The book "Digital Democracy and the Impact of Technology on Governance and Politics: New Globalized Practices" has been published with my article "A Paradigm Shift in Swedish Electronic Surveillance Law", available in hardcopy as well as ondemand pdf download. Here is the abstract.
Electronic surveillance law is subject to a paradigm shift where traditional principles are reconsidered and the notion of privacy has to be reconstructed. This paradigm shift is the result of four major changes in our society with regard to: technology, perceptions of threats, interpretation of human rights and ownership over telecommunications. The above-mentioned changes have created a need to reform both the tools of electronic surveillance and domestic legislation. Surveillance that was previously kept secret with reference to National Security is now subject to public debate, including Communications Intelligence (COMINT), a sub-category of Signals Intelligence (SIGINT). This chapter covers systems of “mass surveillance,” such as data retention and COMINT, and whether these are consistent with the European Convention on Human Rights. The chapter comes to two conclusions in relation to COMINT. First, the perceived threats have changed, shifting the focus of COMINT from military threats towards non-state actors such as terrorists and criminal networks. Second, COMINT involves relatively narrow interception of the content of messages compared to its large-scale collection and storage of traffic data, which through further processing may reveal who is communicating with whom.The present text is an updated version of my contribution "FRA and the European Convention on Human Rights - A Paradigm Shift in Swedish Electronic Surveillance Law" published 2010 by the publisher Fagoforlaget, Bergen. The reason why I updated the original article is twofolded: 1) The publisher Fogforlaget did not print one table as it was submitted by my and 2) the original article was written 2008. During 2009 the legislation was amended (effective 1 December 2009) and thus there was a need to provide an updated assesment of the 2009 changes.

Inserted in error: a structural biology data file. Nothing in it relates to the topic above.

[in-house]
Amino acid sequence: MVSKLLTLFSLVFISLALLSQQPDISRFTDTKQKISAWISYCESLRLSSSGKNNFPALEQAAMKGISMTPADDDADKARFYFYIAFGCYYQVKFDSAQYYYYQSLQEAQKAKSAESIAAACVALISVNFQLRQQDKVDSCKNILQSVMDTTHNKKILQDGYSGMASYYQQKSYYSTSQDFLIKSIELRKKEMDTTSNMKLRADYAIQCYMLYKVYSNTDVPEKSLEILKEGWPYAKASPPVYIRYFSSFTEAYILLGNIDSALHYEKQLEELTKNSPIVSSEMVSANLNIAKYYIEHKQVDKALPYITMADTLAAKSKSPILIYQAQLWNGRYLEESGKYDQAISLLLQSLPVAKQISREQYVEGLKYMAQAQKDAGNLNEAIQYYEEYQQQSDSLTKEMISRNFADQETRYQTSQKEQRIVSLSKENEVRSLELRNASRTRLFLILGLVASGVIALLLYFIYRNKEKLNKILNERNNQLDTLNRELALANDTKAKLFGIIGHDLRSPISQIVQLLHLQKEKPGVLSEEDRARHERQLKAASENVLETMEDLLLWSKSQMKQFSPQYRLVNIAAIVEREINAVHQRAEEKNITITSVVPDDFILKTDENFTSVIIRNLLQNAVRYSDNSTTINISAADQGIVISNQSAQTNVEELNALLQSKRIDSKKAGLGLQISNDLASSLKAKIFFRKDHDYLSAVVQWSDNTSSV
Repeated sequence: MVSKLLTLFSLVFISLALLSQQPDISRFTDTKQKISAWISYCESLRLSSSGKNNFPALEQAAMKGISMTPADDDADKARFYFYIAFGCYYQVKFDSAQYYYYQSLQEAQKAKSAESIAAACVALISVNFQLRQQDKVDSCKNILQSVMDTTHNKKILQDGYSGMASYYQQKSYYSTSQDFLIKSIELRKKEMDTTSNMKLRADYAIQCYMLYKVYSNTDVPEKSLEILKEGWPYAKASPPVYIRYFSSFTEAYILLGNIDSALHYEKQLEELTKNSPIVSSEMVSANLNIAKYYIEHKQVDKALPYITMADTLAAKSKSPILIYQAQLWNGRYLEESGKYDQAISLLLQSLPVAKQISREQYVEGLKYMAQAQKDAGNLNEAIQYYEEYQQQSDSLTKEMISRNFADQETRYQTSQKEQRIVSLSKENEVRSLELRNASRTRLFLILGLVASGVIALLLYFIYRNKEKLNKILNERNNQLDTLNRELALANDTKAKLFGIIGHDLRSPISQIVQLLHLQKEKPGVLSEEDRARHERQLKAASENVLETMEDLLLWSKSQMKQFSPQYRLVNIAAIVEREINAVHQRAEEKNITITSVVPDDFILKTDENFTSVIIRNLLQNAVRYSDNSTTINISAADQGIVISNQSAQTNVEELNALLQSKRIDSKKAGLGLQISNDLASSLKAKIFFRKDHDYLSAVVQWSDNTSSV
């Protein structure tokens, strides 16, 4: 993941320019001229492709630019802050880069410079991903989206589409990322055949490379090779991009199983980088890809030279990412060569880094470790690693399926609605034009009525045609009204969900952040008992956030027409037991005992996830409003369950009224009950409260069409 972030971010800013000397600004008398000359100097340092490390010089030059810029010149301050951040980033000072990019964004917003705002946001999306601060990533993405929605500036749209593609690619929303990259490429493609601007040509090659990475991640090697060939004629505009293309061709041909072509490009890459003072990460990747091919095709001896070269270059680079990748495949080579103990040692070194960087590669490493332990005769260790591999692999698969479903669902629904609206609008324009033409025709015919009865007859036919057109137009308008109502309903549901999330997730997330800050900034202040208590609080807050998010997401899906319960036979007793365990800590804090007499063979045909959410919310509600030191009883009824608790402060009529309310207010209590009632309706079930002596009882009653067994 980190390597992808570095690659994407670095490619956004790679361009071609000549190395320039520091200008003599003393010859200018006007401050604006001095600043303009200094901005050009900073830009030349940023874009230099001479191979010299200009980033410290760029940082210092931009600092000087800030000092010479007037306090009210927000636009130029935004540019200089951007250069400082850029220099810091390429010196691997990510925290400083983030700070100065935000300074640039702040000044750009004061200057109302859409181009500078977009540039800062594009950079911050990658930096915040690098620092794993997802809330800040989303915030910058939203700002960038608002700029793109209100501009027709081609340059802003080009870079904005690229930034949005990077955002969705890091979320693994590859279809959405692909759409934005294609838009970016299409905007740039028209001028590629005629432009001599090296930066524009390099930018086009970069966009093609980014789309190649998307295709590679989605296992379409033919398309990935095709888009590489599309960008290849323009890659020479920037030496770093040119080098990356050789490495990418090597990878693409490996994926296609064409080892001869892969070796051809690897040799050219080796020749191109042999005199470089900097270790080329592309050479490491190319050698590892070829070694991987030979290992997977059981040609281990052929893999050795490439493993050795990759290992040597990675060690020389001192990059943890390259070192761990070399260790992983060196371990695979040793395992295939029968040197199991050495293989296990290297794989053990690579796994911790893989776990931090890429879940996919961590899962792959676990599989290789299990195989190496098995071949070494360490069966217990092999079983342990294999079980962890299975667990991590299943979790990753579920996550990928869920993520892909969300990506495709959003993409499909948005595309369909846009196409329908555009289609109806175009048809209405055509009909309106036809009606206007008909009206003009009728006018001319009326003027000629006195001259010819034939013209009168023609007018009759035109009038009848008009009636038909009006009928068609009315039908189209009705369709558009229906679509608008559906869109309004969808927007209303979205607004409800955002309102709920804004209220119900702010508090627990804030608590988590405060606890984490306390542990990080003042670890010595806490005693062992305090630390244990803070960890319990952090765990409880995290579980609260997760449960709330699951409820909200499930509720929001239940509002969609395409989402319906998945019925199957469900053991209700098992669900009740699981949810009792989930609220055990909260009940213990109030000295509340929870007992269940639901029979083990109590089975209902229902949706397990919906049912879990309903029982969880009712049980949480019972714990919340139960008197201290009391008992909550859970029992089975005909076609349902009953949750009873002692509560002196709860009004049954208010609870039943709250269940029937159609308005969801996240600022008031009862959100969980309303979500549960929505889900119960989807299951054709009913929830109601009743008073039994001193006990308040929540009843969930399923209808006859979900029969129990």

I submitted the present contribution in September 2011 and it has not been published until now (1 February 2013). Since then some provisions of the legislation has been amended. This is not a major problem because in the article I indicated that the changes were forthcoming. For example on pages 188 and 198 I write the following.
Thus, at the present time only the Government, the Government office, and the Defence Forces have the authority to request the FRA to conduct electronic surveillance. … The Government has commissioned a second inquiry to consider signals intelligence for law enforcement purposes. The inquiry has at the present date not yet presented a formal proposal, but it appears as only the Secret Service (SÄPO) and no other law enforcement agency will have the power to issue requests for signals intelligence operationsThe Government has since I submitted the article presented a proposal which been adopted as a law adopted effective 1 January 2013. The law now grants SÄPO and the regular police the power to issue requests for signals intelligence operations. Based on the position of the Government and the main opposition party (the Socialdemocrats) I believe that the legislation is stable as it is and no substantial changes are to be expected in the foreseeable future.
For those of you interested in a comparison with the US, please read my article "The Chilling Effect of Counter-Terrorism Measures: A Comparative Analysis of Electronic Surveillance Laws in Europe and the USA" published in the essay collection "Freedom of Expression - Essays in honour of Nicolas Bratza, President of the European Court of Human Rights".